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The dark horse that could gee-up Seddon

14th January 1984
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Page 32, 14th January 1984 — The dark horse that could gee-up Seddon
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Poised to acquire the Oldham firm, Spain's Enasa has some ambitious plans in store, Tim Blakemore considers whether they will help SA soar again in true Pegasus style

THE NAME Enasa and the flying horse logo which goes with it probably mean very little at present to most operators in the UK. But it is safe to assume that by the end of this year that equine emblem will be much more readily recognised in this country.

And who is to say that in perhaps three or four years from now it might not be almost as familiar as the Leyland catherine wheel.

Why? Not only because Enasa is set to become the new owner of Seddon Atkinson; that is just one example of an expansionist policy which as the accompanying tables show has rapidly accelerated the Spanish manufacturer's total sales over the last three years, and more than doubled in the same time the percentage of sales which goes to export.

More importantly, it is clear that Enasa plans to broaden its horizons still further, and Spain's likely imminent entry into the EEC is giving added impetus to that policy. Some £25m has been budgeted for setting up Enasa distributorships in Europe, mainly in France and the Benelux countries; 33 new service centres outside Spain were established last year; and two main parts storage centres set up, one in Paris and one in Brussels.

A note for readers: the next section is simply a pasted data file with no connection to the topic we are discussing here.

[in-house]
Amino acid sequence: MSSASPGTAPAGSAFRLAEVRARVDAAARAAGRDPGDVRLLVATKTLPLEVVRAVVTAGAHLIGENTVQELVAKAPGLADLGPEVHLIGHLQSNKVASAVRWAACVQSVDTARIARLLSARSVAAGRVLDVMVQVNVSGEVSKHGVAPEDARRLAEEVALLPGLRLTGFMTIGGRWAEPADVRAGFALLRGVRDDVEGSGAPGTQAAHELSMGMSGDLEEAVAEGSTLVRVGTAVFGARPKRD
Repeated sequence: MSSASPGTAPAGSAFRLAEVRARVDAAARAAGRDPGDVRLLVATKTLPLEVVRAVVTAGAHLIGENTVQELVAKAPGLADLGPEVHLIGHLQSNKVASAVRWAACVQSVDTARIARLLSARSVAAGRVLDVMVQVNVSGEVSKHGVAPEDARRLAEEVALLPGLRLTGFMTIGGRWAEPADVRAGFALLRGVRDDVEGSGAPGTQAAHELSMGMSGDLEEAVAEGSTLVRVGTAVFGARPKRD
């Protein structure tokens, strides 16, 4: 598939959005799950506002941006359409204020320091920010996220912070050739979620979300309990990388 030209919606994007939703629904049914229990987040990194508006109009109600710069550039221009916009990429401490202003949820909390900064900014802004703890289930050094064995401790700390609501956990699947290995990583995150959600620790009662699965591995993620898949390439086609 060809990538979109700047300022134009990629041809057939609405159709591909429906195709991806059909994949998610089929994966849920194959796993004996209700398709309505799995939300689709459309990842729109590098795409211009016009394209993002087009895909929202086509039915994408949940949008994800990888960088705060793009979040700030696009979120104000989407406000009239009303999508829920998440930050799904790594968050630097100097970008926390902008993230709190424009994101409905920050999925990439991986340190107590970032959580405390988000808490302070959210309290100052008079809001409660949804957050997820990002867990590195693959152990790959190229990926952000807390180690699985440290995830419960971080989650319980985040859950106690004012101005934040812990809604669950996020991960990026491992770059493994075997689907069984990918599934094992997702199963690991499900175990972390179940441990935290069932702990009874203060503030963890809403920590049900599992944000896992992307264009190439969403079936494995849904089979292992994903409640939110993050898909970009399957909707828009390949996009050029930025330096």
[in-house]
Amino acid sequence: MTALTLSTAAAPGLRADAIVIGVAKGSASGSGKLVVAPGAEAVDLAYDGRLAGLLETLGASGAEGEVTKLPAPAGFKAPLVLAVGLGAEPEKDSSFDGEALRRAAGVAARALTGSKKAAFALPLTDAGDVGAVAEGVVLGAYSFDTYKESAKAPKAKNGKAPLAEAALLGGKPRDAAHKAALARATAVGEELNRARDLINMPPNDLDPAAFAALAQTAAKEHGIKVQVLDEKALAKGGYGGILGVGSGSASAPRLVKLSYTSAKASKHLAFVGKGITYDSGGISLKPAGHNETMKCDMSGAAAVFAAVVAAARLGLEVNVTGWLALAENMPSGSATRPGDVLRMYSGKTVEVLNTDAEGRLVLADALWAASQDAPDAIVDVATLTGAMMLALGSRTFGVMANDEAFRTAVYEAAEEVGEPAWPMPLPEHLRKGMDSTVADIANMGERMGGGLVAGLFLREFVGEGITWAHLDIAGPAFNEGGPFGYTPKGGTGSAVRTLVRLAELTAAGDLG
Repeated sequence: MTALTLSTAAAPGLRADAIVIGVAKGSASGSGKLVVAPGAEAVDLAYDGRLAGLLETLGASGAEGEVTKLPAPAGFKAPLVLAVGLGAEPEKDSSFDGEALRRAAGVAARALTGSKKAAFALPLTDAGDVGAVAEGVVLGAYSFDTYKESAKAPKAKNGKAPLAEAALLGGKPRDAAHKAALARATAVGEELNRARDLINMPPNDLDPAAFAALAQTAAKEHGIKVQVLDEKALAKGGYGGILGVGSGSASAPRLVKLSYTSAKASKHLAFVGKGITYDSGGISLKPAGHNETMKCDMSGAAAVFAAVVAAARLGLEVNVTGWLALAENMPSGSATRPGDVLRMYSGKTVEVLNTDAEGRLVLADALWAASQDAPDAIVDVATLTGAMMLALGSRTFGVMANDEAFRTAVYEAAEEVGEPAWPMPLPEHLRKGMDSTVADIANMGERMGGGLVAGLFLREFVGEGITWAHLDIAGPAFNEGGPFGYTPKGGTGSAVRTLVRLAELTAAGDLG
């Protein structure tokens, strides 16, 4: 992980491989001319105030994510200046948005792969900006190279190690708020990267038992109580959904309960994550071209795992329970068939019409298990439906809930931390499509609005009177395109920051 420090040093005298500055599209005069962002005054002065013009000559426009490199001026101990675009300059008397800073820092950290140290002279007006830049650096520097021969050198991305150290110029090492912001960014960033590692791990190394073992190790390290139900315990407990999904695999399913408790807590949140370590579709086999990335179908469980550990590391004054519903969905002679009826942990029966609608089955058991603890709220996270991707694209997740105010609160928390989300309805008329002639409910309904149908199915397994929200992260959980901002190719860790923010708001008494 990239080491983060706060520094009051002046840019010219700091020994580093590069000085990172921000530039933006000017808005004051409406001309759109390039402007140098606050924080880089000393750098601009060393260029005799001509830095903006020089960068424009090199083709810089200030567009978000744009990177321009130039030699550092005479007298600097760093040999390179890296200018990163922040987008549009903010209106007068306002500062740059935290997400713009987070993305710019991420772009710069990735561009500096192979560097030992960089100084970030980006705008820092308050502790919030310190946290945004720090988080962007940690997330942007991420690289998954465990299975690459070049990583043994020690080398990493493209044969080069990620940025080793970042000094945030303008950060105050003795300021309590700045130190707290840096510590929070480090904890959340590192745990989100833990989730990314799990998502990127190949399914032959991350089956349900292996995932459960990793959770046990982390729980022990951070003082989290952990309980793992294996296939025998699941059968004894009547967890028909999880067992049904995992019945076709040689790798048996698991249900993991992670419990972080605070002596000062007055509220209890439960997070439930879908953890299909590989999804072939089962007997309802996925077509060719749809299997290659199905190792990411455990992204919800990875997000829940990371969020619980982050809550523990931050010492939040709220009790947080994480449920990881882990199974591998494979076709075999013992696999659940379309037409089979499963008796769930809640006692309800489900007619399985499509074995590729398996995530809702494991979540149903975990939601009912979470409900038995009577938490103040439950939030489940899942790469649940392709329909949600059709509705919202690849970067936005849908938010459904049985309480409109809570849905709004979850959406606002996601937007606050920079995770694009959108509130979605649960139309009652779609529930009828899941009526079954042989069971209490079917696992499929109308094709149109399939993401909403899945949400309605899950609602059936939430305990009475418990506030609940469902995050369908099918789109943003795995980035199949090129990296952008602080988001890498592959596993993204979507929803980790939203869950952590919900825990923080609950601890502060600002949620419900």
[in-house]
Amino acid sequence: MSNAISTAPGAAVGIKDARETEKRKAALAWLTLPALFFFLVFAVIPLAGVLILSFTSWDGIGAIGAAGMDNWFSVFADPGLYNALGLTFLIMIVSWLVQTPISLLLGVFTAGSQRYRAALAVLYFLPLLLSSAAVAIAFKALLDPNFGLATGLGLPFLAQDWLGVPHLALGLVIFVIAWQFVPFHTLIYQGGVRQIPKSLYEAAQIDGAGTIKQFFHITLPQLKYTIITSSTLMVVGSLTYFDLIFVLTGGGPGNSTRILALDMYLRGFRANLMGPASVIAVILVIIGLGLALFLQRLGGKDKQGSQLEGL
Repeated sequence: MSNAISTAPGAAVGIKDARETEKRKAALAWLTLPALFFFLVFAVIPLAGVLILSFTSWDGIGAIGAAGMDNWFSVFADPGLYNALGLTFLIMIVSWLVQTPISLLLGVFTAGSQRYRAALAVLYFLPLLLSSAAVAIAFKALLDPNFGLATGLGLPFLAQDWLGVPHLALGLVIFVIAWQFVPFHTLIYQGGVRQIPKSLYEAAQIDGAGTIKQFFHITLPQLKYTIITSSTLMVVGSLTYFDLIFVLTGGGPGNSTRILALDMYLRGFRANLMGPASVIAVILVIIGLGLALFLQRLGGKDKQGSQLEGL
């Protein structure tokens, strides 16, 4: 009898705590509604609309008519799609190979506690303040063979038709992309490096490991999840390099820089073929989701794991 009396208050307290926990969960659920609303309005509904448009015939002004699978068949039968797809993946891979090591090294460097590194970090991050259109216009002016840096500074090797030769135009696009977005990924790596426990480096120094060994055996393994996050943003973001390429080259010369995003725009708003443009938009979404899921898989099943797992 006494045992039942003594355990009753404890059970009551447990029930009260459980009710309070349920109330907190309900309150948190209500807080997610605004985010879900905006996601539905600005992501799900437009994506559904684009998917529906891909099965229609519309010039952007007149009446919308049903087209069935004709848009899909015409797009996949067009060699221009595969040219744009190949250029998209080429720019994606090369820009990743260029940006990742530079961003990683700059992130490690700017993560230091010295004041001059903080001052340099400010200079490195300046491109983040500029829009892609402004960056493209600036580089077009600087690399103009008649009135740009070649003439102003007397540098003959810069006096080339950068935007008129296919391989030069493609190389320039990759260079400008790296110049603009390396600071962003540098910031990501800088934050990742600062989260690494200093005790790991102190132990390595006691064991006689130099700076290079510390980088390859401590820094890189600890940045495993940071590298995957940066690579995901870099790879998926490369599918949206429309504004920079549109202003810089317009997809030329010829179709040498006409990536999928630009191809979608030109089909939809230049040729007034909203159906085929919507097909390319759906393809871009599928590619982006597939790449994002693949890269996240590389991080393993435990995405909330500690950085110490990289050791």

But who exactly is this manufacturer who has such remarkably ambitious plans at a time when many of its competitors are retrenching? The initials stand for Empresa Nacional de Autocamiones Sociedad Anonima.

Enasa is now wholly owned by the Spanish state but has not always been so. Between September 1980 and May 1982 it was effectively controlled by International Harvester, which held a 35 per cent stake and itself had some ambitious plans for winning a larger share of the European truck market. The three prongs of the IH attack were Seddon Atkinson (wholly owned), Enasa (35 per cent owned) and Daf (33 per cent owned).

Then IH ran out of financial steam, and Donald Lennox its uncompromising new chairman reached the decision that the only way IH could survive at all was in a drastically trimmed form with no truck manufacturing interests outside the United States.

IH's shares in Enasa were sold back to Spain in May 1982 and the plans for a new $200m engine factory near Madrid were scrapped. Then IH sold its shares in Oaf and put a "for sale" sign on Seddon Atkinson.